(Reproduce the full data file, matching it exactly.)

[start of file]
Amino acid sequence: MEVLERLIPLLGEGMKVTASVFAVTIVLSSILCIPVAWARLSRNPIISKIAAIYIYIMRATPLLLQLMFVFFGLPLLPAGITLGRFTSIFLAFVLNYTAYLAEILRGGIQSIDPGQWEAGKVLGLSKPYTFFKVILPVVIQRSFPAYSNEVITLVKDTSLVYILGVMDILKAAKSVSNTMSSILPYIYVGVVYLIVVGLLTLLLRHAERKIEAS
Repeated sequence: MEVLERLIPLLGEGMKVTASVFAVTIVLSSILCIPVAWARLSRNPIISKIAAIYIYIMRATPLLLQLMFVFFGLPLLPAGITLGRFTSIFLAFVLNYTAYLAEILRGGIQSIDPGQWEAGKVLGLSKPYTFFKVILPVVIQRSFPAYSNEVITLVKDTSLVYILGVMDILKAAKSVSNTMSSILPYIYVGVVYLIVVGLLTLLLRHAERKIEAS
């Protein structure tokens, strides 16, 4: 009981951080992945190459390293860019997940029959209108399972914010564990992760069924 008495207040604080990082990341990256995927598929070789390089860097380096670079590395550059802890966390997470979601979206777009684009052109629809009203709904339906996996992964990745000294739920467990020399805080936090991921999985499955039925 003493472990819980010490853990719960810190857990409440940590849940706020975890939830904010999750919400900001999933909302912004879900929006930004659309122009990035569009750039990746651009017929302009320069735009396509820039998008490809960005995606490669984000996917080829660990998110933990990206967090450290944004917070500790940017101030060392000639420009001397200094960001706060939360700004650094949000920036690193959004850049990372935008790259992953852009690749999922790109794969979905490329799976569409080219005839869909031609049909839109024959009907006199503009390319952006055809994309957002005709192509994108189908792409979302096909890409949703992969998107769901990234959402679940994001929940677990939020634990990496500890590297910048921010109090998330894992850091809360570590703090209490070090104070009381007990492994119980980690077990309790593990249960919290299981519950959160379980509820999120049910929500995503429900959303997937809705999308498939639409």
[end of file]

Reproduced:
Amino acid sequence: MEVLERLIPLLGEGMKVTASVFAVTIVLSSILCIPVAWARLSRNPIISKIAAIYIYIMRATPLLLQLMFVFFGLPLLPAGITLGRFTSIFLAFVLNYTAYLAEILRGGIQSIDPGQWEAGKVLGLSKPYTFFKVILPVVIQRSFPAYSNEVITLVKDTSLVYILGVMDILKAAKSVSNTMSSILPYIYVGVVYLIVVGLLTLLLRHAERKIEAS
Repeated sequence: MEVLERLIPLLGEGMKVTASVFAVTIVLSSILCIPVAWARLSRNPIISKIAAIYIYIMRATPLLLQLMFVFFGLPLLPAGITLGRFTSIFLAFVLNYTAYLAEILRGGIQSIDPGQWEAGKVLGLSKPYTFFKVILPVVIQRSFPAYSNEVITLVKDTSLVYILGVMDILKAAKSVSNTMSSILPYIYVGVVYLIVVGLLTLLLRHAERKIEAS
């Protein structure tokens, strides 16, 4: 009981951080992945190459390293860019997940029959209108399972914010564990992760069924 008495207040604080990082990341990256995927598929070789390089860097380096670079590395550059802890966390997470979601979206777009684009052109629809009203709904339906996996992964990745000294739920467990020399805080936090991921999985499955039925 003493472990819980010490853990719960810190857990409440940590849940706020975890939830904010999750919400900001999933909302912004879900929006930004659309122009990035569009750039990746651009017929302009320069735009396509820039998008490809960005995606490669984000996917080829660990998110933990990206967090450290944004917070500790940017101030060392000639420009001397200094960001706060939360700004650094949000920036690193959004850049990372935008790259992953852009690749999922790109794969979905490329799976569409080219005839869909031609049909839109024959009907006199503009390319952006055809994309957002005709192509994108189908792409979302096909890409949703992969998107769901990234959402679940994001929940677990939020634990990496500890590297910048921010109090998330894992850091809360570590703090209490070090104070009381007990492994119980980690077990309790593990249960919290299981519950959160379980509820999120049910929500995503429900959303997937809705999308498939639409």